This weeks “5 questions with” interview is with Shannon Marie. She just recently took the amazing Mavericks “Surfer getting ejected out of the boat” shot that went completely viral (see picture below), which is the main focus of the interview. But besides that picture, Shannon is such a perfect example of the people we like to interview at Event Santa Cruz. She is an entrepreneur that is doing exactly what she wants to do and is making a living doing it. She is truly following her passion – “storm chasing”.
Swinnerton: What were you doing out at Mavericks Saturday? (Dec 20th)
Shannon: A big swell was on the horizon at Mavericks, and so I flew to San Francisco on 48-hr notice to work on a big-wave production project featuring the world’s best female surfers – the WickrX Super Sessions. Maui surfers Keala Kennelly, Paige Alms, Andrea Moller came out to try Mavericks for the first time, alongside local legends from Santa Cruz – Sarah Gerhardt, Savannah Shaughnessy and Bianca Valenti. On Monday, they scored a warm-up session where 75% of the people in the water were women. Pretty historic.
Just a couple days later, the buoys shot up and the best swell in 4 years hit Mavericks. We headed out in a Zodiac with an experienced team – who even produced ‘Chasing Mavericks.’ It was pretty inspiring to document and be a part of.
Swinnerton: How was the surf that day?
Shannon: Mavericks was heavy, probably the biggest we’ve seen it since 2010 – producing 40-45 ft+ wave face heights. The winds were calm through the morning, but the energy was high – especially with the world’s top professional big-wave chargers from around the world. The level of talent in the water made it look manageable, but swinger sets and rogue waves are a major player in the lineup out there.
There was a lot of carnage – broken leashes, broken boards…
The science behind Mavericks is pretty unreal, and it’s such a dark, deep water wave that it’s simultaneously scary and mesmerizing – as many cold water spots are. Imagine 5-story buildings crashing in front of you leaving a trail of whitewash twice as high.
There were many incredible rides ridden on Big Wednesday, and equally – if not more – horrific wipeouts. There’s no one surfer that makes it out of Mavericks unscathed. She’s just too powerful and all-mighty.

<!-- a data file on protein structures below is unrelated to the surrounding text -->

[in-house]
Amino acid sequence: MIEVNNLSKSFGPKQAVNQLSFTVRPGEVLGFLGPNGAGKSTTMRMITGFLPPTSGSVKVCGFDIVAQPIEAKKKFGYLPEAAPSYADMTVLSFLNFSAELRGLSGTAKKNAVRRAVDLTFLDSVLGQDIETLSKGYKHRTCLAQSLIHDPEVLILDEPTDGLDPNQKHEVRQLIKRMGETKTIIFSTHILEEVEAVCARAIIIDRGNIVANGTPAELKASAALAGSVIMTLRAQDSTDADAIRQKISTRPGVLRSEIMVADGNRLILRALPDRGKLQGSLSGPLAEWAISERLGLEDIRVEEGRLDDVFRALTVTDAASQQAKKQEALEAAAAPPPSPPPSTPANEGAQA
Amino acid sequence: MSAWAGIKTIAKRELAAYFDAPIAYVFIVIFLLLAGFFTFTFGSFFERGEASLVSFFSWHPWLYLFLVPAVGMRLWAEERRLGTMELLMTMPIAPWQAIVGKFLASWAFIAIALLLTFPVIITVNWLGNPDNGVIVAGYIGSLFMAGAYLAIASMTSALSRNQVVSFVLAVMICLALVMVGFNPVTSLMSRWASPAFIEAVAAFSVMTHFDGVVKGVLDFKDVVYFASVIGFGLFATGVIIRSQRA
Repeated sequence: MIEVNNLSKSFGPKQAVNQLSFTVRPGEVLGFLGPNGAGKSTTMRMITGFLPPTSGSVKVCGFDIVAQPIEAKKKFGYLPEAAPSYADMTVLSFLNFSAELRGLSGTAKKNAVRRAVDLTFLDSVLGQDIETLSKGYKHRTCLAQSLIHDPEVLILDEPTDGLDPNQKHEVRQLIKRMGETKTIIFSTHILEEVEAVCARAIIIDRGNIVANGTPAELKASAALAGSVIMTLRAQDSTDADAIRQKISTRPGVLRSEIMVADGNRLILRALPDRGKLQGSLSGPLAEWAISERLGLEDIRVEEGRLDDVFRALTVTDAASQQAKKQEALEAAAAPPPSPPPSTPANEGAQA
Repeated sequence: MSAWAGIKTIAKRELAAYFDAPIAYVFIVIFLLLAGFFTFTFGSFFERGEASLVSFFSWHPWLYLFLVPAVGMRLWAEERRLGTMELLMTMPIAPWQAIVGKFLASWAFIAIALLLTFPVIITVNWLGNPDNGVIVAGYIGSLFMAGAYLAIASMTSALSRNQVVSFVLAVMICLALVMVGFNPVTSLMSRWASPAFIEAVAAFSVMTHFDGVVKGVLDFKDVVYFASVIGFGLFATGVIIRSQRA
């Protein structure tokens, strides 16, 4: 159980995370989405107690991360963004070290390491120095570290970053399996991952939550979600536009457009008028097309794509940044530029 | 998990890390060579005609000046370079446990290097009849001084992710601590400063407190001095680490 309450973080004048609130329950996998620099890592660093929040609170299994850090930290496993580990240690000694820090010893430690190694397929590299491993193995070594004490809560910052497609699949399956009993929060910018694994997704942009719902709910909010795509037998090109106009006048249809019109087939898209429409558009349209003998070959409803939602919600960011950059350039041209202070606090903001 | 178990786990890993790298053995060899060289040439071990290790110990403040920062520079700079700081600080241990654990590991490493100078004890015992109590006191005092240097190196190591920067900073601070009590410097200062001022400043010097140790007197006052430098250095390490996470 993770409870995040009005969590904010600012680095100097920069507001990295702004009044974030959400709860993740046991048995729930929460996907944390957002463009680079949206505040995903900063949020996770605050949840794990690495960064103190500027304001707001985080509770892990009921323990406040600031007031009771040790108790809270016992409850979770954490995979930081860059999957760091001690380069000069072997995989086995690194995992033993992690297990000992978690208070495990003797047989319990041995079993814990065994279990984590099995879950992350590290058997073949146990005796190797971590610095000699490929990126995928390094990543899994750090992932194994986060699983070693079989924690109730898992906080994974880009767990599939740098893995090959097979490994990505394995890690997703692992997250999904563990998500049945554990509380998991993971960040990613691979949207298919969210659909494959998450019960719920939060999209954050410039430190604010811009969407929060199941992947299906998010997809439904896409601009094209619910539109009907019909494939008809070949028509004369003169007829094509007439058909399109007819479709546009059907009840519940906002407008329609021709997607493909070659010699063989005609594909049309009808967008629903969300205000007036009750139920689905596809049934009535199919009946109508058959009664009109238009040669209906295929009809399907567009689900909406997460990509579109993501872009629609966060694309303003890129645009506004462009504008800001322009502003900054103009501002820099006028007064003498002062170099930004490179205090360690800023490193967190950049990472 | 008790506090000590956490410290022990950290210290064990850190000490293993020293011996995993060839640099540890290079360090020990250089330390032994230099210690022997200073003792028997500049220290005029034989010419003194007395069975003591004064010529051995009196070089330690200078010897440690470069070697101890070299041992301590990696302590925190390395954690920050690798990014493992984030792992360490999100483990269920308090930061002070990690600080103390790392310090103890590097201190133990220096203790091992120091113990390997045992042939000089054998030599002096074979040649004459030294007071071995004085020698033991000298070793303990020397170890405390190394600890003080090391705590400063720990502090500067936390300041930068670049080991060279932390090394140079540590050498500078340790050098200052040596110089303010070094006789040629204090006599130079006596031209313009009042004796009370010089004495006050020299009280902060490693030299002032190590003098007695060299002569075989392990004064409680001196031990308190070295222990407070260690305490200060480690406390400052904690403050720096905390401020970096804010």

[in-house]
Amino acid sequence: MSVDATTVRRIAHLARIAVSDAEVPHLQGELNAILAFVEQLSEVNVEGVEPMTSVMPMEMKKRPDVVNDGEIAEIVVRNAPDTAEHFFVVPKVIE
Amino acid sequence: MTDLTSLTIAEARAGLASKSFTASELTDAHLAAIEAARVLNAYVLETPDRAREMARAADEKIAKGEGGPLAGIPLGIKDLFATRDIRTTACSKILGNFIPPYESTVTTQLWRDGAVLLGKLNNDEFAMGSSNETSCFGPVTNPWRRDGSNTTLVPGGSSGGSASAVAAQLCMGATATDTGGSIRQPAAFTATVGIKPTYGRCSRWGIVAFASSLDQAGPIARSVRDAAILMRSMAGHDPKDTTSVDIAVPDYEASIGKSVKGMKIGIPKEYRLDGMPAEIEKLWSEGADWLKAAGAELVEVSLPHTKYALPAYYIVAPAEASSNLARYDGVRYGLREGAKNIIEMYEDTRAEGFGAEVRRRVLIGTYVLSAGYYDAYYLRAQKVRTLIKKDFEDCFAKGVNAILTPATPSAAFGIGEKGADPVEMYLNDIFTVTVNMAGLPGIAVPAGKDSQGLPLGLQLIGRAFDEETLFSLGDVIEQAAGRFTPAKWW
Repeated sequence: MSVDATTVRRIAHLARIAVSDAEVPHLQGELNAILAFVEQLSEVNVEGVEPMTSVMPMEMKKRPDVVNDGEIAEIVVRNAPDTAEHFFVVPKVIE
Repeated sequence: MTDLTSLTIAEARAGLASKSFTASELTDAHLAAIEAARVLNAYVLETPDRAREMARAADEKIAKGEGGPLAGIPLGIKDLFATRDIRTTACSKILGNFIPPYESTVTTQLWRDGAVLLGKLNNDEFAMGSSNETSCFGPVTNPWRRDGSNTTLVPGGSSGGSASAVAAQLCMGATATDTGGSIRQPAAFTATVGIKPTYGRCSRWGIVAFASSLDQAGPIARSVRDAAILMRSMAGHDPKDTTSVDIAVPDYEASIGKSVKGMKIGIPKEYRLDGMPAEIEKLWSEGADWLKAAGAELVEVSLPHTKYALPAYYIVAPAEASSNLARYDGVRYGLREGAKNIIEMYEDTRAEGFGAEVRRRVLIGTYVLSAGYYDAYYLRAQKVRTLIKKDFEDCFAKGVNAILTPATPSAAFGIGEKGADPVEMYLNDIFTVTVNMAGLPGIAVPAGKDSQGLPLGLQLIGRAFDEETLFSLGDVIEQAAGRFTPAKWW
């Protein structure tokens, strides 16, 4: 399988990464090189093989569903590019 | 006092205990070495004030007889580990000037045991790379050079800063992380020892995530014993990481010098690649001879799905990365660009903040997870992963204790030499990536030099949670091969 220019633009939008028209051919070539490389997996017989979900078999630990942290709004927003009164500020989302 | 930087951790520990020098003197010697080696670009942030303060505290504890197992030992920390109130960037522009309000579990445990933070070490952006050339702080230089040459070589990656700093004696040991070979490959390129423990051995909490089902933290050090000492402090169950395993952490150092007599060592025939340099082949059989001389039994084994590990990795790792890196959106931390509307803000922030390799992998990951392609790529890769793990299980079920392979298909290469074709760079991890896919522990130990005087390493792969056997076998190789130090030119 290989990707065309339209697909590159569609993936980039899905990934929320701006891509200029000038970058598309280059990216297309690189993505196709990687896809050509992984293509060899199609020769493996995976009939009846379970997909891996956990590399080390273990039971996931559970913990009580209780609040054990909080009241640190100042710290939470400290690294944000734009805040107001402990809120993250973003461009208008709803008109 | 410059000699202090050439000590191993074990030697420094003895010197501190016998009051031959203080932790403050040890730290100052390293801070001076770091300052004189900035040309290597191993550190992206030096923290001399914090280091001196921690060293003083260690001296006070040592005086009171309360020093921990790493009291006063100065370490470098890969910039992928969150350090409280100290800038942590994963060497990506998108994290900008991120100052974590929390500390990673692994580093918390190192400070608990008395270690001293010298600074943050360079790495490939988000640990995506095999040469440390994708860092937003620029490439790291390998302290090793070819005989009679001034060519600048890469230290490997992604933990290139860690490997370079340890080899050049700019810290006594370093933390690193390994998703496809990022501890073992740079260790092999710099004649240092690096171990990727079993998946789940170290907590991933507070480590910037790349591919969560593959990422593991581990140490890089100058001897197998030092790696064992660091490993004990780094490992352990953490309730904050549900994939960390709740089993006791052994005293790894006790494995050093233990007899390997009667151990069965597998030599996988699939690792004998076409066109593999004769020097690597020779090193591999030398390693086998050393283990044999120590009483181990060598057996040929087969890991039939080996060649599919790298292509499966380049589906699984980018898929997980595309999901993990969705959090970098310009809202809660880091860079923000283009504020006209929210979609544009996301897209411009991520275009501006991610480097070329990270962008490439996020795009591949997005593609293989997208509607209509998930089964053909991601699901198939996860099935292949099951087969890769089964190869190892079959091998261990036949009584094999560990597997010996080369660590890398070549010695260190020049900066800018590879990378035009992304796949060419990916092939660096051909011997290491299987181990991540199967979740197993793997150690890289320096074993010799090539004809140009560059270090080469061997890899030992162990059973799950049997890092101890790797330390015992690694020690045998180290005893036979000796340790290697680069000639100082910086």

Matthew: Can you tell us about this epic picture you took of Mark Healey getting ejected out of the boat? This picture has rightly gone viral. It really is an amazing shot. Was the boat to close to the shore or what?
Shannon: It was late afternoon and the tide was at its low. A few bomb set-waves cleared the lineup and there was a huge wave out the back. Mavericks is known for its swinger sets, but I suppose the captain of that boat was caught off-guard – and they got caught inside, just barely making it over the lip of the wave. As is rocked back and forth, two professional surfers – Mark Healey and Tyler Fox – launched in to the air and overboard and others held the railings and braced for whatever would happen next.
Our Zodiac boat was deeper in the channel at the right moment, at the right time to snap the shot.
I Instagramed a preview of Healey getting bucked off from my camera view finder just minutes after it happened. Before I even docked back at the harbor that day, it has been reposted and shared across nearly every outlet in the surf community, mainstream media and international press shocked by the image. Even Healey’s girlfriend shared it, writing “Mixed feelings about this photo!”
It’s ironic; the photo of Mark Healey launched overboard has been the most successful of my journalism career thus far. For these ‘Big Wave Hellmen’ that swim with sharks and get tubed in the most dangerous waves on the planet – the moment captured by this photo is just another day-in-the-life. I had no idea it would explode like it did, but social media is extremely powerful.
Water safety is everyone’s priority, and a key component of big-wave surfing. Hopefully my work as a journalist contributes to the progression of our sport, as the photo demonstrates, the dangers of Mother Nature are real. That’s what makes it so exciting to watch, and television worthy.
Matthew: Besides being an awesome photographer, surfer, snowboarder, what is your day job?
Shannon: I work in sports television broadcasting, and have been focused on the action sports industry for most of my life. I founded The Surf Channel Television Network in 2012, which has been my “day job” for the last few years. Now I am working for multiple sports outlets and YouTube channels – producing, directing and managing social media platforms. I also build websites and translate film scripts. I graduated from UCLA with Literature degrees and
The flexibility as an entrepreneur allows me to storm chase – which is what I thrive off of, whether surfing or snowboarding. You could say that’s my day job – storm chasing.
Matthew: What’s next for Shannon Marie?
Shannon: After Big Wednesday at Mavericks, I flew back to Maui in search of warm water waves. The upcoming big-wave event here at Jaws, Pe’ahi, is a highly anticipated first of its kind – one of the heaviest Hawaiian waves. But the contest won’t hold unless the perfect conditions line up, and I will only have a 48 hr notice. Thus, I am working on freesurf projects and waiting for the perfect storm, crossing my fingers that it will happen this winter, while we track storm models brewing at other places in the world and wait to pull the trigger.
Until then, I am writing, editing and planning a few snowboard trips between swells. I love what I do, and wouldn’t have it any other way.
Keep updated with Shannon Marie’s travels on www.ShannonReporting.com and Instagram @ShannonReporting
More pictures of that day by Shannon Marie
(Picture 2) Photo of big-wave surfer Nic Vaughan
(Picture 3) Jamie Mitchell wipeout. He rode four waves and broke three boards that day at Mavericks.